By Saket Suman
Thimphu– Druk Air flight KB 205 that took off from New Delhi on the afternoon of August 24 was no ordinary flight. At Terminal 3 of New Delhi’s Indira Gandhi International Airport, scores of passengers looked on in awe and could sense the excitement brewing in the air as stalwarts from the literary world queued up for the immigration check. The humble Ruskin Bond seemed tired of the long queue, then came Jerry Pinto, followed by Ashwin Sanghi and the list of heavyweight writers only kept increasing with the passage of every minute.
As the cabin crew prepared for takeoff, these stalwarts pulled out their novels and it was quite a sight to behold! Fancy an entire aircraft, flying high over the Himalayas, with all its occupants sharing a common interest — the love for books. There were readers, there were writers and there were visitors to the Mountain Echoes Literary Festival from several quarters of the world.
After a splendid two-hour drive from the Paro airport, the gathering of the literary fraternity reached the picturesque capital of Bhutan but there was little time to soak in the countryside. Everybody headed to a glittery event hosted by Indian Ambassador Jaideep Sarkar for the inauguration of the annual literary extravaganza where Bhutan’s Prime Minister, Tshering Tobgay, staged a poetry recital along with a 16-year-old student from the Bhutan High School. It was twenty minutes of absolute silence, a meditation session for visitors and a sneak peek into the Bhutanese way of life and thinking. Togbay’s humble nature and splendid performance was greeted with a roaring round of applause.
The same evening, the country’s Queen Mother, Ashi Dorji Wangmo Wangchuck, stressed upon the fact that this literary gathering is the most anticipated event in Thimphu’s cultural calendar and that she has personally seen its impact on young Bhutanese. She was also delighted that in the eighth edition of the festival, Bhutanese authors had outnumbered Indian authors.
But it was not quite the same a few years ago. Bhutanese are shy and simple people by nature and just three years ago, they were unwilling to participate in the festival and even those who did, were not too stage-friendly. Festival co-director and acclaimed Indian writer Namita Gokhale spent hours building their confidence. “Hold on to your microphones as your Indian counterparts will snatch every moment on stage,” she had told Bhutanese authors at a tea-party earlier.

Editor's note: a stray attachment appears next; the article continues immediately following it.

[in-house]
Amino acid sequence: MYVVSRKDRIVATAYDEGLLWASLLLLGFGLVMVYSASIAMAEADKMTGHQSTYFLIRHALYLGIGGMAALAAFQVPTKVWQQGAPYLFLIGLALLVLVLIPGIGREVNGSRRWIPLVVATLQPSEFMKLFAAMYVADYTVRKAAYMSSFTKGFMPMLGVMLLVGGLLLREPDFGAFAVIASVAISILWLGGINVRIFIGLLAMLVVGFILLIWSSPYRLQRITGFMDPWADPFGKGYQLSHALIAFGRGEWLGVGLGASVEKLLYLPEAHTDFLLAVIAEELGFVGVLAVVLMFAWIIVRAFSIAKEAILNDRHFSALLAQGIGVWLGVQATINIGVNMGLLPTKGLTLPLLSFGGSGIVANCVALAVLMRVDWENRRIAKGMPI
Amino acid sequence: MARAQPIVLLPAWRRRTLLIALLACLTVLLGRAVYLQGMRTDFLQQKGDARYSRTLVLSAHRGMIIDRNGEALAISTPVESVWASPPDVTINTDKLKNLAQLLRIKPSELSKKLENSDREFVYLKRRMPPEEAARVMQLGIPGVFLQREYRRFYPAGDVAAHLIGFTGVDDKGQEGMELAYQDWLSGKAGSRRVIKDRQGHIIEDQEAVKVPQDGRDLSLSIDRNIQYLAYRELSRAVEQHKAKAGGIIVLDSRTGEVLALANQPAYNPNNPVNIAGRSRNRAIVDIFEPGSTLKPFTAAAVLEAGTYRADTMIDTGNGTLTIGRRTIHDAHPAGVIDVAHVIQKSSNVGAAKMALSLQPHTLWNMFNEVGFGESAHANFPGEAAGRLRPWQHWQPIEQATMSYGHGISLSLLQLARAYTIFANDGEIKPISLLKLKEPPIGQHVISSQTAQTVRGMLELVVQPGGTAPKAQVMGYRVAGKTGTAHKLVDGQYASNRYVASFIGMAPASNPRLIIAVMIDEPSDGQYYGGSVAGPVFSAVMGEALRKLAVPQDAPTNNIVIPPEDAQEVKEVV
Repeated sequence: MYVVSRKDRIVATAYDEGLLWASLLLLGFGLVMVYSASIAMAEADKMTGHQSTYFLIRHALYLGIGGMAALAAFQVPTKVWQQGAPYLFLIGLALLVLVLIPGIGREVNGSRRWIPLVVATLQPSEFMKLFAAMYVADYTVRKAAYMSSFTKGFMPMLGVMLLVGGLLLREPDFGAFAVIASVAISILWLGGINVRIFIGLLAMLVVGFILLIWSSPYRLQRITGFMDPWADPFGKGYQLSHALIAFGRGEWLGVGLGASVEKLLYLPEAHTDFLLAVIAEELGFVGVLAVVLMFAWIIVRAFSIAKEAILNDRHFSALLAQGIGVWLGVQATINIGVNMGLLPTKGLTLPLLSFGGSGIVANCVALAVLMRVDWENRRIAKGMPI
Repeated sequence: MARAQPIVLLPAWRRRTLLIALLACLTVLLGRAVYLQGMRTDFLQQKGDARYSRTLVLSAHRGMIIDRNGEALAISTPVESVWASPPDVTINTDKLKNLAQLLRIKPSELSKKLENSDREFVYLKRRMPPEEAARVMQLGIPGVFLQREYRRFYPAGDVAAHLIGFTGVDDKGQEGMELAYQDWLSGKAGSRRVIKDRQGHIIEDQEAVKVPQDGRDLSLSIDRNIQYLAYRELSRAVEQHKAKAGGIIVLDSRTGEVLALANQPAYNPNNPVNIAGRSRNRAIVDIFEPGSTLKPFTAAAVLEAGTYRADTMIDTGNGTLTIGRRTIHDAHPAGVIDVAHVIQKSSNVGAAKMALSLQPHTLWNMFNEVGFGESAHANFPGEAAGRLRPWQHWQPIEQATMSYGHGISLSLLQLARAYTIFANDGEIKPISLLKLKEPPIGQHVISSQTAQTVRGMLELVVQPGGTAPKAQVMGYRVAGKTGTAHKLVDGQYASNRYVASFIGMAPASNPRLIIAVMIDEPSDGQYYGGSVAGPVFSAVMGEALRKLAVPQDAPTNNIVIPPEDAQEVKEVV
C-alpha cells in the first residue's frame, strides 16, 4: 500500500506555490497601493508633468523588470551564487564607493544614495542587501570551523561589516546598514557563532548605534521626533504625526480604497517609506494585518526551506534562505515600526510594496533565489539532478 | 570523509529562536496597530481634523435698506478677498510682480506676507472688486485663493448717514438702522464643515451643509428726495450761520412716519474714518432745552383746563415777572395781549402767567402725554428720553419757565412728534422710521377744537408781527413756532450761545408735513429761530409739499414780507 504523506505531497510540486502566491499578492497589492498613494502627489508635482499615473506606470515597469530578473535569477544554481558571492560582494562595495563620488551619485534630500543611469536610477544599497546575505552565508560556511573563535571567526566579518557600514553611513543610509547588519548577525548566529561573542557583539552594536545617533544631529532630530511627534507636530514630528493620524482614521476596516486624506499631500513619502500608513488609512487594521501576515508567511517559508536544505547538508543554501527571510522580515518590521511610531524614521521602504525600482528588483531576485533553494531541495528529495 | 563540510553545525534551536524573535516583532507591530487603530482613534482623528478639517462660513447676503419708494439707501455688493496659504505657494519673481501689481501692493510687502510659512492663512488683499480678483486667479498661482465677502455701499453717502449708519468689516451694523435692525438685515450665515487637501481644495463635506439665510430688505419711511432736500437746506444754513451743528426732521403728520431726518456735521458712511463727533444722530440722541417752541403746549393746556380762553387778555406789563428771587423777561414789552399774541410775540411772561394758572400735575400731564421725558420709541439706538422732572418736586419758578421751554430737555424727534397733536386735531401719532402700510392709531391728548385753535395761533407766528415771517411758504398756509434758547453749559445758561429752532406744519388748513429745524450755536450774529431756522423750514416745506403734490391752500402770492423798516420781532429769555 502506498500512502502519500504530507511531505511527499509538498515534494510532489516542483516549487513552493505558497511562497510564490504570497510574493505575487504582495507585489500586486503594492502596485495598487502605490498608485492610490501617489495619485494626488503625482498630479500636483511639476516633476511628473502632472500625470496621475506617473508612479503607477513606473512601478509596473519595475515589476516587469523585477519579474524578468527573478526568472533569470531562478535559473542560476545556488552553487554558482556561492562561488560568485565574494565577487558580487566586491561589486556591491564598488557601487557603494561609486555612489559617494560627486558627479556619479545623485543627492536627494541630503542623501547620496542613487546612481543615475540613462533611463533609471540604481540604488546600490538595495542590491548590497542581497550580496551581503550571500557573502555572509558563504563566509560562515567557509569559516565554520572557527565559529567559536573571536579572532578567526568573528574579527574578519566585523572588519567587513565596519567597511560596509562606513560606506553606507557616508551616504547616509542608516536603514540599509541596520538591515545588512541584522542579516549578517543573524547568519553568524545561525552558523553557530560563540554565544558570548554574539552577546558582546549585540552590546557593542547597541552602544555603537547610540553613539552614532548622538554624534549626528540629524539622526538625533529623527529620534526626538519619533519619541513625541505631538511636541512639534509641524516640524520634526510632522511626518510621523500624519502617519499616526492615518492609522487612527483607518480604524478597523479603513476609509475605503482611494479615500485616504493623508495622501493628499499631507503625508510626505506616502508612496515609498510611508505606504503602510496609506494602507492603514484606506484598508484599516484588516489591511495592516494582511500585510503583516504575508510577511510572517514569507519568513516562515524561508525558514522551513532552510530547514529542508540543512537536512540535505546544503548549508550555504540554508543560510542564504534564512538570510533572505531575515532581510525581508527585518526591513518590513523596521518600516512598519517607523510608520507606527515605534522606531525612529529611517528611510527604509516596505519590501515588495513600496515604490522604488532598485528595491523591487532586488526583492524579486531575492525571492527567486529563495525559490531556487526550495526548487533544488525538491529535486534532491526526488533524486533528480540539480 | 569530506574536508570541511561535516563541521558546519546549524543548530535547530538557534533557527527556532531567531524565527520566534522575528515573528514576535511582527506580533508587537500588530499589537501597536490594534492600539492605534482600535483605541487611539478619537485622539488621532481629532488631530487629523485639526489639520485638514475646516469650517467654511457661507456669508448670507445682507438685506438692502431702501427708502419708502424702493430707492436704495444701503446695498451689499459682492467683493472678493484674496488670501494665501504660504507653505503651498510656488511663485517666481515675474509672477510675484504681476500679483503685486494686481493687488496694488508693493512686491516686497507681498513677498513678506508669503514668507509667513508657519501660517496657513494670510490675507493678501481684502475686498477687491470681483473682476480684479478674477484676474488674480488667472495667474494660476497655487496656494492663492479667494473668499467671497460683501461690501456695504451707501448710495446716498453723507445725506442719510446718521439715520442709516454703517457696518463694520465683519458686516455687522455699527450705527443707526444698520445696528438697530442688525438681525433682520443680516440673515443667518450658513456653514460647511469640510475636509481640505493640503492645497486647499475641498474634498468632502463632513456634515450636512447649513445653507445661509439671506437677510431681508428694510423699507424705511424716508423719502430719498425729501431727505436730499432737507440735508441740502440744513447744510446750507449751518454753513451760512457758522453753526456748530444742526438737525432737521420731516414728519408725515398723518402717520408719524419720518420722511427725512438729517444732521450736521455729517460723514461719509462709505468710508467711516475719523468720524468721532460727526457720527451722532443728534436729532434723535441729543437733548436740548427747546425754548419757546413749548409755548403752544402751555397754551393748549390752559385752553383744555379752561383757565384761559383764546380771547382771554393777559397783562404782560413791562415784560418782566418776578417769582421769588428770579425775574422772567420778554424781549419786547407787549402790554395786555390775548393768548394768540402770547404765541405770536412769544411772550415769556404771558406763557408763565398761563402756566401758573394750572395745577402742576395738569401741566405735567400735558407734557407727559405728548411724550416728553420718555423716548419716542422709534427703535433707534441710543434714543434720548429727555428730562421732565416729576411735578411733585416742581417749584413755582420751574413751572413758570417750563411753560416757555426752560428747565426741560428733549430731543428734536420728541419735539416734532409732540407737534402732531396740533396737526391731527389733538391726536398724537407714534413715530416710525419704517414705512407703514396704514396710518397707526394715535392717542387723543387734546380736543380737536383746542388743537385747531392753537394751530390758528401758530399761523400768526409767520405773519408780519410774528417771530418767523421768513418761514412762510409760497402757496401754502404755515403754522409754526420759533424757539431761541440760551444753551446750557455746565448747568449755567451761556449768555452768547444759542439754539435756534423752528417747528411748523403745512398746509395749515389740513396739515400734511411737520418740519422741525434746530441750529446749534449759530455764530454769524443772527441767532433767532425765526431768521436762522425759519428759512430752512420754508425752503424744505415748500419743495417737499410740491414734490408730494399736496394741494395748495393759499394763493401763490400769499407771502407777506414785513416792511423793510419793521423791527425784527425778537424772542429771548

Over the next three days, it was a cultural milieu of sorts. On one hand, you had headline Indian authors interacting with their Bhutanese counterparts and, on the other, there were young Bhutanese students — innocent and curious — getting a walk along the Indian way of life.
Consider 18-year-old Sonam Palden, for instance: He only knew that India is a “huge” country in the neighbourhood but after attending sessions by Indian authors, he found out that the people of the two countries “are very similar”.
“I know a lot more about India than I did before. I was so surprised to know the similarities between Buddhism and Hinduism thanks to Devdutt Pattanaik. I also got an autograph of Ruskin Bond,” said Palden, who bought a copy of Shashi Tharoor’s “The Great Indian Novel” from the festival store.
As the day’s programme reached its culmination, most of the visiting Indians made their way to the local pubs, primarily Mojo Park — the hub of Thimphu’s nightlife. Here, they interacted with local Bhutanese, sang songs at the open-mic session and, of course, a lot can happen over vodka shots! While the Bhutanese were seen gathering around the likes of Barkha Dutt and Imtiaz Ali, the Indians also came face-to-face with the live band culture of Thimphu, which is not quite the scene back home.
And to avoid any untoward circumstances, which fortunately did not arise, festival director Mita Kapur mingled in the crowd, on each of the nights, a glass of wine in hand.
The three-day literary extravaganza in arguably the happiest country of the world turned out to be more than just a gathering of book lovers and writers. With dinner diplomacy and actual engagement of visiting Indians with Bhutanese locals in pubs, handicraft shops and musical evenings, the Mountain Echoes Literary Festival has indeed set a benchmark for events of its kind in the subcontinent as far as enhancing people-to-people contact is concerned.